Traces history of issues of Greenhouse effect and Global warming
There is one subject that is certain to raise a passionate argument in a party these days and that is “Global Warming”. Everybody has an opinion about it. And why not? After all if the international action plans for reduction of carbon emissions have to succeed, every individual needs to be involved and committed to it!
It is generally believed that the earth was covered with ice about 15000 years ago. About 7000 years ago the earth began to warm up and the ice age came to an end. Then again from the 14th century to the 19th century large parts of the earth experienced harsh, cold conditions. This period was known as “the little ice age”. In 1824 Fourier proposed the theory that solar radiations are trapped by the atmosphere and reflected back to the earth causing the earth to warm up and that the earth was slowly getting warm. Arrhenius termed it the greenhouse effect in the late 19th century. In the 1950s, Callendar supported the theory of the greenhouse effect.
From late 20th century there was a much greater attention being paid to environmental issues and serious scientific activities started for devising ways to measure global temperatures and to devise better mathematical models to analyze earth’s climate. By the end of the 20th century there was a large body of scientific opinion that believed that increased carbon dioxide emissions, caused by ever increasing use of fossil fuels, were responsible for global warming. In 1994, the United Nations Panel on Climate Change asserted that global warming was still a threat and nations needed to take action to negate the effects of global warming. Kyoto Protocol, an international agreement to fight global warming, was born in 1997. This protocol called for countries to reduce their emission of greenhouse gases. After eight years of hard bargaining, and acrimonious debates Kyoto treaty was finally ratified by 141 countries. Noteworthy among the countries that did not ratify it were the USA and Australia – both the largest producers of greenhouse gases.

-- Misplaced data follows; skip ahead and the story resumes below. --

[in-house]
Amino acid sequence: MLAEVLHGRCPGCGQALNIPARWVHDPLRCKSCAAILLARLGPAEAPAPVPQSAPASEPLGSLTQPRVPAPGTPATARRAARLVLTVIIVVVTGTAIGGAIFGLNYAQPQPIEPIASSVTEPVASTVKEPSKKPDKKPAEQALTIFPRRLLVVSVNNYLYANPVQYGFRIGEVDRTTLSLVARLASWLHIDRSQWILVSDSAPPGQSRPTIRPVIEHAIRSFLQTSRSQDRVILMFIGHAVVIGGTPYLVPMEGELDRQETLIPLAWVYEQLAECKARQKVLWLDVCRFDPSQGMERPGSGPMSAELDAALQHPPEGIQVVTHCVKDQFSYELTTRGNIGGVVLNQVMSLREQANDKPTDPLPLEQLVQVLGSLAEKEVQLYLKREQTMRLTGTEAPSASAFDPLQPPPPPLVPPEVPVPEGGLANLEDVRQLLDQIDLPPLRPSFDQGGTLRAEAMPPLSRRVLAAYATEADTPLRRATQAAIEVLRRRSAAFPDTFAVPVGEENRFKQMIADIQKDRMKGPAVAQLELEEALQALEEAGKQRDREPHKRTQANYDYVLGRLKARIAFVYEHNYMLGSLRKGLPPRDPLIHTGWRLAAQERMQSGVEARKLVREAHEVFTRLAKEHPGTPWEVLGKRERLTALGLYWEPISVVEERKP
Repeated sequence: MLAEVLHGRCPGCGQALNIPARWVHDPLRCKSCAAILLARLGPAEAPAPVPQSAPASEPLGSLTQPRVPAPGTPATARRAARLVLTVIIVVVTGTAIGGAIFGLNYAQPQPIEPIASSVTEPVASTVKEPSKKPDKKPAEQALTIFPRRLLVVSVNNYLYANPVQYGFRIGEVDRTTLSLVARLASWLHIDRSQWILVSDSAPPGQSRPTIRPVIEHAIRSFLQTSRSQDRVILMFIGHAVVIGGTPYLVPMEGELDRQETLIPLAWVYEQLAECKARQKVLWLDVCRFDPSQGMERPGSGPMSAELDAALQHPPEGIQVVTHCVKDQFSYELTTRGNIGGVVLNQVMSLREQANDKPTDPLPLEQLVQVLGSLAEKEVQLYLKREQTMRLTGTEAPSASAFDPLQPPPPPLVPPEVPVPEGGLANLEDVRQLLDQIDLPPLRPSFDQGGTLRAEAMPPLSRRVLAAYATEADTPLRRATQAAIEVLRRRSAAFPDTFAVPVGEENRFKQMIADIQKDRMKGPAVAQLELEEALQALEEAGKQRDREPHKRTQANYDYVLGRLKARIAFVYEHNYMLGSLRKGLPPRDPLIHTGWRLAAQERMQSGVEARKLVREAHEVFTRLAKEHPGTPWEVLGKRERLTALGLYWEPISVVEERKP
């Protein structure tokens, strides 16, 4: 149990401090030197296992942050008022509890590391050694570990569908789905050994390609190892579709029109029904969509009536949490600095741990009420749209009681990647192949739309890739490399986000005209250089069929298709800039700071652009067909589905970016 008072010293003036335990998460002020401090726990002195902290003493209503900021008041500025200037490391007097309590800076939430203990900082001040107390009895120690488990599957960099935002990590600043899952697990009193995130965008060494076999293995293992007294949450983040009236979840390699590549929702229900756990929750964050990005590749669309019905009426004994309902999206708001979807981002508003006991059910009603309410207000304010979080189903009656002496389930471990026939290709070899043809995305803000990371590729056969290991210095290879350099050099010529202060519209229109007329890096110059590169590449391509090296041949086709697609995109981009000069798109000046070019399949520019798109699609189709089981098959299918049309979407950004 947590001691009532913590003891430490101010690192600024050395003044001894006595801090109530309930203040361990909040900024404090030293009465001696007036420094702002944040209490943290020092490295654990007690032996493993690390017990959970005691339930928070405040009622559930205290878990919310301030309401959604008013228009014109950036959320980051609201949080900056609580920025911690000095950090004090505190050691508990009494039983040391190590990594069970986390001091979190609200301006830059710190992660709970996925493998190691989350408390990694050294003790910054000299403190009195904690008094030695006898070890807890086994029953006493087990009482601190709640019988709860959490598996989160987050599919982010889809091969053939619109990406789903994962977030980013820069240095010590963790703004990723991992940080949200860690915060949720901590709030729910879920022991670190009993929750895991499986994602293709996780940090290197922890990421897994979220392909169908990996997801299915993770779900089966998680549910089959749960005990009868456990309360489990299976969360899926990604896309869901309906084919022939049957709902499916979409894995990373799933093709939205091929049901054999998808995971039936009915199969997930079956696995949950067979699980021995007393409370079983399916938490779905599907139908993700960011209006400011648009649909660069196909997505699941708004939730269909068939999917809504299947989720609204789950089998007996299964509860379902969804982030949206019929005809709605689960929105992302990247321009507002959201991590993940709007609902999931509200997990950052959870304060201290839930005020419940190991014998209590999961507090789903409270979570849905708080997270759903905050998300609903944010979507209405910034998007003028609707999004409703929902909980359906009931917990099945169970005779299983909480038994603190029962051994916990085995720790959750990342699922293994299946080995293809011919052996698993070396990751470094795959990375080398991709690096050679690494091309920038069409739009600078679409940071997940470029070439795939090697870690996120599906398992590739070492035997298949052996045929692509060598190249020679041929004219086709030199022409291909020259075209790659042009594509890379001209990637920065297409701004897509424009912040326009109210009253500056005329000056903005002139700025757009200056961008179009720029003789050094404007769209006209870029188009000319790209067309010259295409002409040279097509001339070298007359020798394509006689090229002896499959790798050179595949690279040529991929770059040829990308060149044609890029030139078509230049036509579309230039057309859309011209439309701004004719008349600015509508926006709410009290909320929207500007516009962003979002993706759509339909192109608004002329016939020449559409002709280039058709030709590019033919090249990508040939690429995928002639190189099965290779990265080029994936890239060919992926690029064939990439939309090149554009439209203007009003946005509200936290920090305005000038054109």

The treaty aims to limit and cut back emission of greenhouse gases to control global warming. It sets limits for emission from 35 developed countries; developing countries are exempted from emission limits to allow them time to catch up. Under the treaty, various countries have committed to reduce the emissions to below their 1990 levels by 2012.
Most of the countries are struggling to limit the greenhouse emissions to the levels they had committed to; many are finding it quite tough when it comes to pushing for action while balancing domestic political pressures and pressure from oil & gas industry. It is, however, heartening to note that there are already significant success stories coming up where individual companies have shown the leadership and achieved remarkable success in attaining, and in some cases over attaining, their targets of reduction of carbon emission. In USA public opinion is seen to be far more decisive and assertive than the Federal government and many states are going ahead enacting legislations to limit carbon emission while federal government twiddles thumbs.
The Kyoto Protocol provides targets for reduction of emissions up to 2012. The recent G8 meeting has already come up with a plan of action and new emission reduction limits for the year 2050. The developed nations have shown their impatience with the dithering attitude of the US government in no uncertain terms.
Global Warming and climate change are events that effect our lives today, learn more about Climate Change at http://globalwarmingpages.com
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